Sometimes, it takes a strong argument to get supervisors to pay attention.
Want them to make absolutely sure no one is being harassed or discriminated against? Just remind bosses that turning a blind eye to workplace problems may cause them terrible legal and financial problems of their own—because New York law makes them personally liable for discrimination happening on their watch.
Specifically tell them that it’s illegal for “any person to aid, abet, incite, compel, or coerce the doing of any of the acts forbidden” in the state’s anti-discrimination laws.
Recent case: Gary Ritterband, a white male Jewish teacher, claimed his black supervisor favored black teachers and that the school principal allowed the discrimination to happen. Ritterband also alleged that he had been falsely accused of sexual misconduct with a student, and the school had refused to try to clear his name by investigating his claims of innocence.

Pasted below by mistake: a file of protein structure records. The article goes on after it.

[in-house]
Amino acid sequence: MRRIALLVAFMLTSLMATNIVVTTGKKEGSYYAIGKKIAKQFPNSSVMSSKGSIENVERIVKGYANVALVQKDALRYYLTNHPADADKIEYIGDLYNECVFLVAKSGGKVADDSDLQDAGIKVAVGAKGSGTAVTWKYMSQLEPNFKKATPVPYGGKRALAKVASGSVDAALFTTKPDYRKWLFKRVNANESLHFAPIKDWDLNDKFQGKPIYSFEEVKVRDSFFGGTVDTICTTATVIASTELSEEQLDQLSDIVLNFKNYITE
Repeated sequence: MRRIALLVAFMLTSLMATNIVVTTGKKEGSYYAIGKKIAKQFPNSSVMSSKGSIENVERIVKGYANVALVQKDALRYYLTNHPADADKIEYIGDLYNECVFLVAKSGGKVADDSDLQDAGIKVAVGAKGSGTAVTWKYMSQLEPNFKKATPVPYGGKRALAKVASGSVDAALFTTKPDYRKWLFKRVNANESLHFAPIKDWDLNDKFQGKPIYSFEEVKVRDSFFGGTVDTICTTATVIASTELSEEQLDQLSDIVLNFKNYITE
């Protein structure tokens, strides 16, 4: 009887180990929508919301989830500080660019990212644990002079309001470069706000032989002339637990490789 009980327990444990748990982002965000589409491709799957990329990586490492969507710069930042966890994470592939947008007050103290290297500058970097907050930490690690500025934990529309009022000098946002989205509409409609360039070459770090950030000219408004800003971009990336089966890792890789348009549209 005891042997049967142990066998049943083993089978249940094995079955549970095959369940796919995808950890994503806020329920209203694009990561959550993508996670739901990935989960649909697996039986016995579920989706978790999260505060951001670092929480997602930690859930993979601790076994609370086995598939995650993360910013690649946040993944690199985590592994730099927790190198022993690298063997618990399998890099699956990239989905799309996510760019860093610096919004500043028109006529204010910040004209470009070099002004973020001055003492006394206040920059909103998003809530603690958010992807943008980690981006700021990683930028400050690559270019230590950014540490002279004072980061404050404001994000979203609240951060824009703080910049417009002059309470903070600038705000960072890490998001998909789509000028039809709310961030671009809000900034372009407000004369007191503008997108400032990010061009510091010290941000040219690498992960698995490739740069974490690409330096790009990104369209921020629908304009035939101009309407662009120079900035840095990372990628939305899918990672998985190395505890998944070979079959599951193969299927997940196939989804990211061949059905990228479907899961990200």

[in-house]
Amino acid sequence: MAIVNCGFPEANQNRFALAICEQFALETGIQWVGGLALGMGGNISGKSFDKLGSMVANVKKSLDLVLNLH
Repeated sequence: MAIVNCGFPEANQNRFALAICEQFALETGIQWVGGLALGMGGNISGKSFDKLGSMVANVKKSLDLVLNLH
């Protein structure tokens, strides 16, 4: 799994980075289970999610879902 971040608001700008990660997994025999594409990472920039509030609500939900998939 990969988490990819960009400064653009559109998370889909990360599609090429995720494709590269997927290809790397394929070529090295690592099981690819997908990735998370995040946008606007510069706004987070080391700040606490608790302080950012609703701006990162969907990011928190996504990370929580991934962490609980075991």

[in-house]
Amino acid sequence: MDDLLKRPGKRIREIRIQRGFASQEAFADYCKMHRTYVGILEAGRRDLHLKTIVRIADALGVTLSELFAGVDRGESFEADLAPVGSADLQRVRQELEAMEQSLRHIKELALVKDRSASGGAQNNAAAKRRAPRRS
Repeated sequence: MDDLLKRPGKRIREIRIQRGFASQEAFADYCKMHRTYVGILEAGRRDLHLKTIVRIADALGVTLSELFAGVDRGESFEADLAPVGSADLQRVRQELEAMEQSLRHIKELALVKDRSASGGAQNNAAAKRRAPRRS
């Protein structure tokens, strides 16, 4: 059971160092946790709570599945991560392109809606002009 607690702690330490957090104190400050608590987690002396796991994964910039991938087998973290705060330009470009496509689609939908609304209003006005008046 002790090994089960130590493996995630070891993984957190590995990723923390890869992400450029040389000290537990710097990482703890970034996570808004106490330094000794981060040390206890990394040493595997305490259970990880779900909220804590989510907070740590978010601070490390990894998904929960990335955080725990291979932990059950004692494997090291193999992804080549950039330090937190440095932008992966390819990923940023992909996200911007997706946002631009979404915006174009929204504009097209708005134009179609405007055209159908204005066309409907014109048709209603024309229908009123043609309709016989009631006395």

Ritterband sued, alleging racial and religious discrimination. He also personally named the principal as a defendant. The principal said he wasn’t personally involved in any of the allegedly discriminatory activities.
The court ruled that the principal would remain a defendant in the lawsuit, reasoning that it was plausible that he knew or should have known what was going on at his school. (Ritterband v. Hempstead Union Free School, et al., No. 06-CV-6628, ED NY, 2008)
- How to Fire an Employee the Legal Way: 6 Termination Guidelines
- DOJ: Corpus Christi's police tests biased against women
- Relying on evidence to back up termination? Don't lose it
- When workplace romance fizzles, watch out for discipline that looks like discrimination
- Retaliation: The legal risk of 'getting back' at employees